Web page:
Volunteer board roles can take up every minute of your free time if you let them—yet knowing this, Douglas Schindel still volunteered to sit on the Athabasca University (AU) Board of Governors.
After having served two terms as the alumni representative, he will be inducted into the Order of Athabasca University at the reimagined virtual Convocation event Oct. 2, 2020.
While he is humble about whether his commitment to AU deserves this kind of recognition, he continues to speak highly of the impact AU’s MBA program has had on his life.
“I always joked that I should have been the poster boy for AU,” Schindel said. “I started my degree when I was 52 years old and took advantage of the things AU offered that other universities don’t.”
“There’s more to a career, more to running a company, than just making money.”– Douglas Schindel
Serving the community as a board member
Like so many AU learners, he couldn’t put his career on hold to earn a university degree, so AU’s flexibility was key. And without having a bachelor’s degree, having the option to apply based on his many years of progressively responsible managerial experience was critical for his success.
“There’s no way I could have done it if it was a conventional program,” he said.
Schindel said he probably first came to the board’s attention as a potential public board member winning the Distinguished Alumni Award in 2011, which he was awarded in recognition of his business success as president of Weldco, and his service as a board member to organizations like the Edmonton YMCA, the Boyle Renaissance Development Association, the United Way, and Women Building Futures.
Corporate social responsibility
While he had been involved with volunteer and board roles throughout his life prior to completing his MBA in 2005, he said it was an idea he came across in his MBA studies that really clarified for him the importance of serving one’s community: CSR, or corporate social responsibility.
“There’s more to a career, more to running a company, than just making money,” he said. “You need to be able to provide support for other institutions, organizations, and people that can’t help themselves.”
When the opportunity to serve on AU’s Board of Governors came along, Schindel took it for that reason—he wanted to help—but also because of AU’s unique role. He said the university represents a way to help improve life, across the board for all Canadians, by providing educational opportunities not available through other post-secondary institutions and helping to increase the average level of education throughout the population.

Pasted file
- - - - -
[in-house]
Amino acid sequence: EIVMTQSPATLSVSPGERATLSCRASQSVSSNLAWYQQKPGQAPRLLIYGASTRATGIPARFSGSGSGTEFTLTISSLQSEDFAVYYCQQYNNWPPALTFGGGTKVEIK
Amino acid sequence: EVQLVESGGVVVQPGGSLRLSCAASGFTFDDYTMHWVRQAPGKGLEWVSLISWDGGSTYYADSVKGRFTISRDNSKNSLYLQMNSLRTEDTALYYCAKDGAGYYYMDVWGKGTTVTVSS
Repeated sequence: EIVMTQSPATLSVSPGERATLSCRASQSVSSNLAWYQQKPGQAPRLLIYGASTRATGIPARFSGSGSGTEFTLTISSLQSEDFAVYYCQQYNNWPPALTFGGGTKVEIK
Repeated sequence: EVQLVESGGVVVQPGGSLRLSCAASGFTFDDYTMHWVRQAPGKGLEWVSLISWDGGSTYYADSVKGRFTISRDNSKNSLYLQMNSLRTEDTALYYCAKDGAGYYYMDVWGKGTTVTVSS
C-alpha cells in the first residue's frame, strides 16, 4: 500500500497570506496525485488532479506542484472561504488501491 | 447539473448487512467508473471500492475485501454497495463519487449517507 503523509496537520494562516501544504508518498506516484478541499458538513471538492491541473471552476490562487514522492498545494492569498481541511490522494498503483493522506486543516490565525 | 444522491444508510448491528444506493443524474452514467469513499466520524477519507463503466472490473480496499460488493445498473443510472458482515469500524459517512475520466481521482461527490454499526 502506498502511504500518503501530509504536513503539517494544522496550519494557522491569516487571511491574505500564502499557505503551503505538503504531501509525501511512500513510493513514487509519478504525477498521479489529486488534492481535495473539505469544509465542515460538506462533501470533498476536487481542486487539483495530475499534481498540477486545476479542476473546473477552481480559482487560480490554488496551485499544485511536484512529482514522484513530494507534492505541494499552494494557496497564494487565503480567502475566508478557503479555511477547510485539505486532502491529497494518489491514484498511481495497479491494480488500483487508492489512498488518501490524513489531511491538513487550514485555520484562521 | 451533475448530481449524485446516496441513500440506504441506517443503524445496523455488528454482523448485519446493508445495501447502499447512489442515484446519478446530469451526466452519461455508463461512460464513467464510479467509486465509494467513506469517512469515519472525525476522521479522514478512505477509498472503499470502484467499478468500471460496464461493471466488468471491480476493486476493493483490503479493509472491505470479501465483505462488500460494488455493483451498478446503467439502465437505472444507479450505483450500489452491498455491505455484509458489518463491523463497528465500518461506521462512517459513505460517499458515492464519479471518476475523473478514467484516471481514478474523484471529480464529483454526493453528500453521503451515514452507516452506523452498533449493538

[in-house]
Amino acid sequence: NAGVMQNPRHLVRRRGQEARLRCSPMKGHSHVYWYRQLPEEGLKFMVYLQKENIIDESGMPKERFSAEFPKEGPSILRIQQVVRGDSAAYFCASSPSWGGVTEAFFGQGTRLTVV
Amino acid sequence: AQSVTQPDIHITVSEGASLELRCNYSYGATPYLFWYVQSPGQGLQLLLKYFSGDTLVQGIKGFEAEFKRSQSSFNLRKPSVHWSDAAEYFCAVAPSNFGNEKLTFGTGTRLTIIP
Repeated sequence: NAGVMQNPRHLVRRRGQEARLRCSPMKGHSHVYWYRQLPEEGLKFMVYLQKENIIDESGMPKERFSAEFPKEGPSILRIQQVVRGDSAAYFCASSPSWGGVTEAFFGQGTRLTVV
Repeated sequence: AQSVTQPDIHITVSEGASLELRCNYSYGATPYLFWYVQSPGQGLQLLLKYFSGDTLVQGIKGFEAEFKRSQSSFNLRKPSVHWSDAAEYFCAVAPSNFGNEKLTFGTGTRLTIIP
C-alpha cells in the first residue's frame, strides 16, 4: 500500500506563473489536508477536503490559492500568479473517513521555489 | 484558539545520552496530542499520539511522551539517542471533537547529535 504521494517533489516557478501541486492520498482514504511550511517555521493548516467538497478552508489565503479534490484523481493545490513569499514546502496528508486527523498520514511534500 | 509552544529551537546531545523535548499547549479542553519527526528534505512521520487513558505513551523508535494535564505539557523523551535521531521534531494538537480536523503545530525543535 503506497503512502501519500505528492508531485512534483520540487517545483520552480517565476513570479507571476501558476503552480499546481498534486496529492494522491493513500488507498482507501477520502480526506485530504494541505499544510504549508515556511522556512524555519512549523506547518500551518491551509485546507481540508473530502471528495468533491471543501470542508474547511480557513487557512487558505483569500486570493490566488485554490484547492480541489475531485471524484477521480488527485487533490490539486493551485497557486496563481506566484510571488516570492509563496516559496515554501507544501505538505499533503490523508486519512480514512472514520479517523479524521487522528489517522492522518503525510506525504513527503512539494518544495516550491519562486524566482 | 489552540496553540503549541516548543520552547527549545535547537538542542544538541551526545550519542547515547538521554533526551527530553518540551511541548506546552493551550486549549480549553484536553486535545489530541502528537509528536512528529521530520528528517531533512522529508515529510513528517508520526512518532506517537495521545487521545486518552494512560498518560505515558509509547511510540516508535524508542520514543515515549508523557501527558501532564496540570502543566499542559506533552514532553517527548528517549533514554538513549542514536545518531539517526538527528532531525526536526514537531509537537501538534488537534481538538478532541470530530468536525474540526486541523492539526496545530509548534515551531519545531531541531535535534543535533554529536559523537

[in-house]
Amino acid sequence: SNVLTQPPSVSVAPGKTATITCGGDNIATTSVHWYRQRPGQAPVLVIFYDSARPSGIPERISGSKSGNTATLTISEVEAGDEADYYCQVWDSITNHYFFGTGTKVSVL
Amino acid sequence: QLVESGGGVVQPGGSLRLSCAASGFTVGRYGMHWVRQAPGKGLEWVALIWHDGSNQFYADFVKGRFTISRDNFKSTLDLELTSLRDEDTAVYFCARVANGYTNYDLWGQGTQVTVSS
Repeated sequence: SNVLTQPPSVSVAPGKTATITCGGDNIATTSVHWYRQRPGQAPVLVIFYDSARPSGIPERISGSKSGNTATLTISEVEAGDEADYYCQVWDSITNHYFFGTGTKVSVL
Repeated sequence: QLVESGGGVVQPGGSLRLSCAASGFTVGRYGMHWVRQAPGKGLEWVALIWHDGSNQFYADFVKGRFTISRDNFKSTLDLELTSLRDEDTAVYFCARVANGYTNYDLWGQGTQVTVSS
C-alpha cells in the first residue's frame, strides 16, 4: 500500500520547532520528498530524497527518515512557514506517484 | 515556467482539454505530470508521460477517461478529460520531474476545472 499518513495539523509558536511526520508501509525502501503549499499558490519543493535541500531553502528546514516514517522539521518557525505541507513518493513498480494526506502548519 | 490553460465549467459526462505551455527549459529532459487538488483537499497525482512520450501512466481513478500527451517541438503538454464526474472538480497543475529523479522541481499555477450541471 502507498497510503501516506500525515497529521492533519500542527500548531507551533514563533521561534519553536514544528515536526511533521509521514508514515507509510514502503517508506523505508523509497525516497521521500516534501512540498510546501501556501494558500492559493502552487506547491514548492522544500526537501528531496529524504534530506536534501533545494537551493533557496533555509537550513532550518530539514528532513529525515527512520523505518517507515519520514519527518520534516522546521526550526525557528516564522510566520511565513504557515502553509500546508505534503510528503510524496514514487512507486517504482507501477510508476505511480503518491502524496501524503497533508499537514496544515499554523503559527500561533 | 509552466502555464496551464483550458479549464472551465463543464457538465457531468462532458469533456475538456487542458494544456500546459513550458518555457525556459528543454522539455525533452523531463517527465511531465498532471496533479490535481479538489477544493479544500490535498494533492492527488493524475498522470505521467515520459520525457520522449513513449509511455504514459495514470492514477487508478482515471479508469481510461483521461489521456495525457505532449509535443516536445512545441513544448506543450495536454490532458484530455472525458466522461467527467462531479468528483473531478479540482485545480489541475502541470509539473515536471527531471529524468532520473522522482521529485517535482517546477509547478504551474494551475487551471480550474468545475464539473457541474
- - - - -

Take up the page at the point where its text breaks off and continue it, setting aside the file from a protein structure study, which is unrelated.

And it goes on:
“It became important to me, and certainly by this point in time we had the company on a very successful track,” he said. “It gave me time to volunteer to do some of these other things.”
Helping with the long-term success
He took on the board role in 2013, and in the next six years he helped to usher AU through some challenging times. But he is characteristically humble about his own role in helping put the university on its current trajectory.
“I think it has a lot to do with the fact we were able to attract Dr. Neil Fassina to accept the role of president. He was able to build an executive team with the experience and skill sets necessary to lead AU into the changing requirements of post-secondary education,” Schindel said.
While he left because his term expired, he said he didn’t have to be dragged out kicking and screaming. Rather, he sees board turnover like that as essential to the long-term success of any organization, as younger members with different ideas and different experiences can continue with the good work.
That said, he’s not hanging up his volunteer hat just yet. He will continue to serve as chair of the advisory council for the Faculty of Business, and he’s involved in local volunteer groups in his community. And perhaps most importantly, he’s making more time available to spend with his six grandchildren.